Kevin Spacey is such an extraordinary actor that he could
probably read the phone book onscreen and make it interesting–
and that’s a really good thing for John Swanbeck’s none-too-
cinematic version of Roger Rueff’s drama “Hospitality Suite,”
because, to put it mildly, this is not scintillating material.
“The Big Kahuna” is essentially a little one-set, two-act play
that’s one part deracinated David Mamet (of “Glengarry Glen
Ross”) and the other “Waiting for Godot.” It wants both to
impress us with its breezy, sometimes harsh dialogue and also
to raise large questions about life, work, faith and loyalty;
but unhappily it comes across as rather thin, derivative,
rather obvious stuff, invigorated only by the quality of
performance on display.

The set-up puts three employees of a Chicago industrial
lubricant company together in a rather cruddy hotel room in
Wichita, where a convention’s being held. Two of the men–
rumpled, over-the-hill Phil (Danny DeVito) and his partner,
snappy, cynical Larry (Spacey)–are old hands at the game, and
are planning a reception where they hope to land a career-
(and perhaps company-) saving account with one particular
conventioneer. The third member of the group is young,
straight-laced Bob (Peter Facinelli), who, as it turns out,
is a stern Baptist who wouldn’t think of drinking or cheating
on his recently-acquired wife, and who comes to view Larry’s
less-than-respectful remarks with deep suspicion. As the
labored conversation and incidents unfold, Bob becomes the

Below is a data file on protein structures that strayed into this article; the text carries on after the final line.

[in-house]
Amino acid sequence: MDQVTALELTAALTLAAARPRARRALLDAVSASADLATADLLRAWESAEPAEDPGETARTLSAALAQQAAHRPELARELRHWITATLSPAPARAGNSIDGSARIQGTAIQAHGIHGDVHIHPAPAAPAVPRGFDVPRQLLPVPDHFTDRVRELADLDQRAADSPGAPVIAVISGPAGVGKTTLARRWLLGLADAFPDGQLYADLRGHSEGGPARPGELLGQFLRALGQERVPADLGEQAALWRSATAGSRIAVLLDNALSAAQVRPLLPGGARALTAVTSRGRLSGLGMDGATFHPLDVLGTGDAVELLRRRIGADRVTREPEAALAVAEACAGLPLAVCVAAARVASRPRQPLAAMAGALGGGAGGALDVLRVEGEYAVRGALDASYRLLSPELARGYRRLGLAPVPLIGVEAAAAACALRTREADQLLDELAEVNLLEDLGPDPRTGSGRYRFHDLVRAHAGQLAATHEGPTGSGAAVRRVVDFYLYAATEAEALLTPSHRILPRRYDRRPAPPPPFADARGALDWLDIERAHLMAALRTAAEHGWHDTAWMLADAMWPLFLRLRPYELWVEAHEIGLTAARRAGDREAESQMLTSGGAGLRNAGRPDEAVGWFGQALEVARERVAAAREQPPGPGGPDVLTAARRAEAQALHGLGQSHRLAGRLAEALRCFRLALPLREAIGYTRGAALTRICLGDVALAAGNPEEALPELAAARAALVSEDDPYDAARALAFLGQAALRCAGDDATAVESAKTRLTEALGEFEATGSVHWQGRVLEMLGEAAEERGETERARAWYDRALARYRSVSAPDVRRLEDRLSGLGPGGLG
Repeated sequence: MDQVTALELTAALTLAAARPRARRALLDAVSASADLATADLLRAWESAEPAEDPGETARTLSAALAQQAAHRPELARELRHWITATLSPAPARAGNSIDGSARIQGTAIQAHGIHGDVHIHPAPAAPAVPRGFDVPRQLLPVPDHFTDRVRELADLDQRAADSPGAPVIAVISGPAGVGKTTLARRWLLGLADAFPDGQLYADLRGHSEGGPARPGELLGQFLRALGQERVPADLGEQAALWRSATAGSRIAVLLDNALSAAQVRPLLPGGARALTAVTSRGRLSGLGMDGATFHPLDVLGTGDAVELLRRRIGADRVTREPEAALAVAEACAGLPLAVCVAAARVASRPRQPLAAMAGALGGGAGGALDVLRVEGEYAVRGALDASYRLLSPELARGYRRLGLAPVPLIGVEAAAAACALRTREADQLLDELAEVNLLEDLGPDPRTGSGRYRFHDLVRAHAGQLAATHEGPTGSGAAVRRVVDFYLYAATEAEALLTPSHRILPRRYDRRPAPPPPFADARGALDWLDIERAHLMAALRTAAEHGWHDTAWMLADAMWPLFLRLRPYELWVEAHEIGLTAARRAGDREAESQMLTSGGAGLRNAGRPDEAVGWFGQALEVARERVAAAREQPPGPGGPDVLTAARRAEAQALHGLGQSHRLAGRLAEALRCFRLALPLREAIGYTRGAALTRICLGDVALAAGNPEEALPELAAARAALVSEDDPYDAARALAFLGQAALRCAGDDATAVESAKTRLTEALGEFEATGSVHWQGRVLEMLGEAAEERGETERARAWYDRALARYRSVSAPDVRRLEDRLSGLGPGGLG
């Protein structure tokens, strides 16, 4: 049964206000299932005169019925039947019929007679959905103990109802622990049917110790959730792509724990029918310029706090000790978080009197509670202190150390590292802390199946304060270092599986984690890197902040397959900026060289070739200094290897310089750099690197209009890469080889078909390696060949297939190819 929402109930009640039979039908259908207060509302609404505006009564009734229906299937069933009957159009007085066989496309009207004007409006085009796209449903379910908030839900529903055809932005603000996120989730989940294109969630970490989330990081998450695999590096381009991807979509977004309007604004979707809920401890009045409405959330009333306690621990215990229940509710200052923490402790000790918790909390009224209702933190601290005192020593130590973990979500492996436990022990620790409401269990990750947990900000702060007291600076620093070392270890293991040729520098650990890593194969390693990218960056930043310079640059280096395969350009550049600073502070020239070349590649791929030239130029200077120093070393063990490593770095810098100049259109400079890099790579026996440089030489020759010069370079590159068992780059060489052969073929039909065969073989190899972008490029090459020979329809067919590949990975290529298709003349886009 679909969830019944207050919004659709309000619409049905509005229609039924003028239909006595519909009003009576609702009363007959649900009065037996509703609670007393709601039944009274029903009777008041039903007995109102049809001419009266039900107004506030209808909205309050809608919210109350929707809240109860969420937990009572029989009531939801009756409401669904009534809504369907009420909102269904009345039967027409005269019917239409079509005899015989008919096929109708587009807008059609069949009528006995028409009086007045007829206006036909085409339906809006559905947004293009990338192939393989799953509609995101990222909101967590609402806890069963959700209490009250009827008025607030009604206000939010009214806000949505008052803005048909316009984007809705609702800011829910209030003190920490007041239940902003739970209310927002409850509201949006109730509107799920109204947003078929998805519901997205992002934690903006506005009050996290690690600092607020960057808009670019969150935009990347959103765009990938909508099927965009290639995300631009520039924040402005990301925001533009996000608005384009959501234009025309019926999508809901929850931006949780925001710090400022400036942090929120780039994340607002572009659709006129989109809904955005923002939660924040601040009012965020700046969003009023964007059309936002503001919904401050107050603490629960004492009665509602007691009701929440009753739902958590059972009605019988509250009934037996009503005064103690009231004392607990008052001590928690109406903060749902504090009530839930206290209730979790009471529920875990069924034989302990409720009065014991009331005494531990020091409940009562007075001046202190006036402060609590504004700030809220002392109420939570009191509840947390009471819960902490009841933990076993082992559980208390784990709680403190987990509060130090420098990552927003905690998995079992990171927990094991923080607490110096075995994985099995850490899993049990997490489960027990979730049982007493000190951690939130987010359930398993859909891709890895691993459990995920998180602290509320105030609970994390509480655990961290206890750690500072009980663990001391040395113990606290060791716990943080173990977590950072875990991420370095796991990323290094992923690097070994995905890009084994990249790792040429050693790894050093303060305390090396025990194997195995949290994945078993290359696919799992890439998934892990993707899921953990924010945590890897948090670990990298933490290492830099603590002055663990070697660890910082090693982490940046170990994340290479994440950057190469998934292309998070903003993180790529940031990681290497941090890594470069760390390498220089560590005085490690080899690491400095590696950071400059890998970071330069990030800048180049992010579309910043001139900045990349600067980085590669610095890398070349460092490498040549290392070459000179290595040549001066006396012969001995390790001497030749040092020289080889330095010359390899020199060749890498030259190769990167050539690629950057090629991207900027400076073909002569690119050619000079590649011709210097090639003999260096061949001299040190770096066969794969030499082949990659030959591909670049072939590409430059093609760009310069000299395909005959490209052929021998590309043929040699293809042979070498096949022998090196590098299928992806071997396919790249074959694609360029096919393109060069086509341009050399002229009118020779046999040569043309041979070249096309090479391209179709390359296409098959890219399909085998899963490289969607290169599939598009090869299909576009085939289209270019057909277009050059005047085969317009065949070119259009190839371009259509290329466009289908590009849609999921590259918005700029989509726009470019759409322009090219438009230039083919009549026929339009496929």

key to the success of the mission, but his proselytizing
tendencies endanger the effort. Over the course of a very
long day and night, issues are raised about salesmanship’s
connection with religion, and the centrality of both, in some
form, to life and friendship.

As is clear from even this brief summary, “The Big Kahuna” (the
title refers to the potential customer the three characters
are trying to nab) is basically a standard-issue gabfest which
might create a modest ripple on a stage but is pretty much out
of place on the screen, where its affected turns of phrase and
clumsy twists of plot seem positively creaky. All that saves
it in this instance is the fact that Spacey’s charisma is
bright enough to brighten even the most feeble dialogue, and
that DeVito adds a nicely contrasting, laid-back turn as his
less voluble, kindly colleague. Peter Facinelli is fresh-
faced and squeaky-clean as the humorless Bob, though he can’t
hold a candle to his co-stars. A few obviously inserted
through-the window shots of Kansas are all that director John
Swanbeck provides to try to open up the stagebound verbiage.

As an acting lesson, “The Big Kahuna” has some merit. But in
terms of dramaturgy it’s too placid and predictable to make
a final sale.